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Penn State graduate students are invited to attend a science communications workshop on October 17. Learn how to make your research accessible to the media, policymakers, and the public.

  • Time: Noon–2:30 p.m.
  • Date: October 17, 2018
  • Location: 233 HUB-Robeson Center

Learn how to become part of the conversation through informed word choice, narrow/broad focuses of subject matter, and explaining your work as being one small part of a larger topic. This hands-on workshop will offer a comprehensive walk-through of COMPASS's most fundamental communication tool.

There is no cost to attend, and registration is limited to the first fifty. Lunch will be provided.


Amy Mathews Amos

Science Communication Coach  |  @AmyMatAm

Amy Mathews Amos is a Science Communication Coach for COMPASS. In this position, Amy helps scientists navigate the alien worlds of journalism and public policy, giving them the tools and confidence necessary to share their expertise effectively with those outside their areas of specialty. In doing so, she draws on decades of professional experience at the interface of environmental science and public policy. That experience began with her undergraduate degree from the Department of Natural Resources at Cornell University, and graduate degrees in environmental science and public affairs from Indiana University. It continued to grow over 25 years as she worked in Washington D.C. for the congressional Government Accountability Office, conservation groups, a scientific society, and charitable foundations. In 2013, Amy completed her M.A. in Science and Medical Writing at Johns Hopkins University and began a new phase of her career as a freelance writer. Her stories on the environment and health have appeared in The Washington Post, Scientific American, Pacific Standard, High Country News, and other outlets. Amy also hones her storytelling skills each year as a selector for the American Conservation Film Festival. When not pounding away at the computer, Amy spends as much time as possible outside hiking, kayaking, and wildlife-watching.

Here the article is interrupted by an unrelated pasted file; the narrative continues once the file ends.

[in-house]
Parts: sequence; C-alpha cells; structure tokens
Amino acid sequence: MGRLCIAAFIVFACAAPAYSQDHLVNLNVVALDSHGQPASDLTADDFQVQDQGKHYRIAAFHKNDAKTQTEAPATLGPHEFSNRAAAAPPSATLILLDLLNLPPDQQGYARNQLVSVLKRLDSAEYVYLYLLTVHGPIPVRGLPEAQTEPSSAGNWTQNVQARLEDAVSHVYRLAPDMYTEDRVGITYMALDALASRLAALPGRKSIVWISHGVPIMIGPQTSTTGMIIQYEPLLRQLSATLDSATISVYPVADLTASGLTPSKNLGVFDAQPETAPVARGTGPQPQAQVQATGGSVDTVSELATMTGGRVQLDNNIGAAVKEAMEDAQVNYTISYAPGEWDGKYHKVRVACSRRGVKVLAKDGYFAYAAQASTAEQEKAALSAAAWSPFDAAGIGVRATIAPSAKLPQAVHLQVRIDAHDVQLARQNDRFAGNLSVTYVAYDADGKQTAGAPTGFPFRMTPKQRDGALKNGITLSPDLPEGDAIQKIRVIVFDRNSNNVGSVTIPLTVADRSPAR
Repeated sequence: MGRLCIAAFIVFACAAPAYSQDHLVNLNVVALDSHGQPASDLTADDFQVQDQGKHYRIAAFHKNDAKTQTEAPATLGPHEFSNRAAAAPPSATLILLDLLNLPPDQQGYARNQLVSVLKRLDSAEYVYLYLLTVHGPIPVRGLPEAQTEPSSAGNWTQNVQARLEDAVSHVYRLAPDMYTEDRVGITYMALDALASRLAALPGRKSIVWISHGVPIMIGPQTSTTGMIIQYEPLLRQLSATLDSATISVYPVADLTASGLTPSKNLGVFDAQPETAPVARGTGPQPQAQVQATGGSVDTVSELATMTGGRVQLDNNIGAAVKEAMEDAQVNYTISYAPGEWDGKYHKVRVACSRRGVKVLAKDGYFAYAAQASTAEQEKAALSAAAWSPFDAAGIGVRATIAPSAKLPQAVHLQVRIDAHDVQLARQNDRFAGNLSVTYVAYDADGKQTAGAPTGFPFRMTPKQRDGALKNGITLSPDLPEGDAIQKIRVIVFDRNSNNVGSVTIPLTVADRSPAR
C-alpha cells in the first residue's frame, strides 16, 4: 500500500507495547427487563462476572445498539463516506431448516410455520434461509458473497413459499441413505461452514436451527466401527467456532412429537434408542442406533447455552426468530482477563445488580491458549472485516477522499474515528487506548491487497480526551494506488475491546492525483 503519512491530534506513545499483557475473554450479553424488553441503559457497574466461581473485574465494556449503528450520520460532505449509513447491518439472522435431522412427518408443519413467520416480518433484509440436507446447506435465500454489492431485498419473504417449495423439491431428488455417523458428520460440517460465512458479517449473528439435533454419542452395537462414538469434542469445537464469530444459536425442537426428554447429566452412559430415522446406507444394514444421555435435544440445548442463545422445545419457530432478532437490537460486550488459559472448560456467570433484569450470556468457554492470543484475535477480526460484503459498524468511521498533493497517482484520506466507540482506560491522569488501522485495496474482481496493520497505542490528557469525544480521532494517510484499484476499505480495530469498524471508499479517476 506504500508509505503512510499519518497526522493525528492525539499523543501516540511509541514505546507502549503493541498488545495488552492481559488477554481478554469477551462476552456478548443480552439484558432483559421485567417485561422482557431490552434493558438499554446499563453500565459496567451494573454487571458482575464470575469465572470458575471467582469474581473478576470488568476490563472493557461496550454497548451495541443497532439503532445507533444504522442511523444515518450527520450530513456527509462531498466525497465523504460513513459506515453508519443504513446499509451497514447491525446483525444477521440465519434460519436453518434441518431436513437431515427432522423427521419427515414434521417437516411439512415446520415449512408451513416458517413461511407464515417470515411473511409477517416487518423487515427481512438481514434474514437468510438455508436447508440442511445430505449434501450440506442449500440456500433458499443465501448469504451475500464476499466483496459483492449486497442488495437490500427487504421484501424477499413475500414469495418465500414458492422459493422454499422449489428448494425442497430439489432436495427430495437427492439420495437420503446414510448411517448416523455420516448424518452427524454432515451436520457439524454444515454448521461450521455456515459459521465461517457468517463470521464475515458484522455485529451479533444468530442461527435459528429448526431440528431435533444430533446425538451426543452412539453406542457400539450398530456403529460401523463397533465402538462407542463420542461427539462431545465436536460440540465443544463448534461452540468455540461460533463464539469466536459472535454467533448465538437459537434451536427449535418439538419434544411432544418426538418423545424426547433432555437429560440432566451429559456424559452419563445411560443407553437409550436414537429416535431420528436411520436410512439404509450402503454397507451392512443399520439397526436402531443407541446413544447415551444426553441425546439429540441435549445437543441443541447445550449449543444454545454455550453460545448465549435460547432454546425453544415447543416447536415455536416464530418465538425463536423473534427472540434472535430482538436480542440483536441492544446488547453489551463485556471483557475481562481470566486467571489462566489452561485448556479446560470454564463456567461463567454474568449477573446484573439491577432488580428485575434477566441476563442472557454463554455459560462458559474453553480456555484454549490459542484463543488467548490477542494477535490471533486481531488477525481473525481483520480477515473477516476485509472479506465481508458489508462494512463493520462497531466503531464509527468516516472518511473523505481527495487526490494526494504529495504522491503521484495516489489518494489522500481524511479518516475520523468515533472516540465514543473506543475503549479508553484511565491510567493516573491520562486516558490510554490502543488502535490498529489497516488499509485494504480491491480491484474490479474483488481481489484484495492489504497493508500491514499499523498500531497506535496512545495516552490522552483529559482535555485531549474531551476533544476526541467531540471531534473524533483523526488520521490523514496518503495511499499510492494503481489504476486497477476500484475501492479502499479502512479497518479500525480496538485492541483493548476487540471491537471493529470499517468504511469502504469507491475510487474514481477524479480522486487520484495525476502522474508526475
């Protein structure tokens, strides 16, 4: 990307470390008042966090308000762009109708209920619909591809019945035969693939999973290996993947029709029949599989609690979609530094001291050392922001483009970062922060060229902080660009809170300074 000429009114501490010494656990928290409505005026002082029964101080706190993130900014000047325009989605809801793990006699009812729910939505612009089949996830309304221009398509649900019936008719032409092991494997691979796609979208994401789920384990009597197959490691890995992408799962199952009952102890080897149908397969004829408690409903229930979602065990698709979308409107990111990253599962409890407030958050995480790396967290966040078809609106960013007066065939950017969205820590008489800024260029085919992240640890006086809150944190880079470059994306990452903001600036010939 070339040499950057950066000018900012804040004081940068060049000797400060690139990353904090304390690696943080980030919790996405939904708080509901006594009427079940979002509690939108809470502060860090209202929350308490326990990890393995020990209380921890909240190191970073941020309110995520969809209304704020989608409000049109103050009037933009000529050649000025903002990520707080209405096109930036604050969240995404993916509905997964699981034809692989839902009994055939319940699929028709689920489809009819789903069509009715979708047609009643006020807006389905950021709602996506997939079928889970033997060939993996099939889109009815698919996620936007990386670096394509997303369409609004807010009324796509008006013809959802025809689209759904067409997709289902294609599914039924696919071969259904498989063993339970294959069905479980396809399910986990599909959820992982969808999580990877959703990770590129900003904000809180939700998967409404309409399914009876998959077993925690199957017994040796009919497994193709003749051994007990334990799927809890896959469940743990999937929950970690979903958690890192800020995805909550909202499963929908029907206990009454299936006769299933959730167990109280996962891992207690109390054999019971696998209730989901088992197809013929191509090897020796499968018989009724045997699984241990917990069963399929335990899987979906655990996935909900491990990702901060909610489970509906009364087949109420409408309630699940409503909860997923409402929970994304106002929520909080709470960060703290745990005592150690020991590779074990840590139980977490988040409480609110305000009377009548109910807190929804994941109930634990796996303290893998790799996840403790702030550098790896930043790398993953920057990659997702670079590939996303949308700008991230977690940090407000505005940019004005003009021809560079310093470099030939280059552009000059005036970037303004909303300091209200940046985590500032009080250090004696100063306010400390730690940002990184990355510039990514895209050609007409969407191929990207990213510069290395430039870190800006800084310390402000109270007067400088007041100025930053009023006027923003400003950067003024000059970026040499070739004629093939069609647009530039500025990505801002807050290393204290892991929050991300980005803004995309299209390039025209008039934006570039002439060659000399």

Meg Nakahara

Policy Engagement Specialist  |  @menakahara

As the Policy Engagement Specialist at COMPASS, Meg encourages scientists to find a seat at the table for policy conversations and effectively share their science. She works at the intersection of science and policy, bringing our evolving understanding of the natural world to those making decisions about how we live in it. Meg also co-manages COMPASS' social media presence and helps scientists explore new ways of engaging with their communities and beyond through social media. Before joining COMPASS, she focused on federal geoscience policy in Washington, D.C. Meg earned a B.A. from the University of Pennsylvania in Environmental Science and Political Science and a Master of Public Administration from the University of Washington. She enjoys baking, reading science fiction novels, traveling around the world to watch soccer, and volunteering at the Smithsonian National Museum of Natural History.


The workshop plans to return in fall 2019.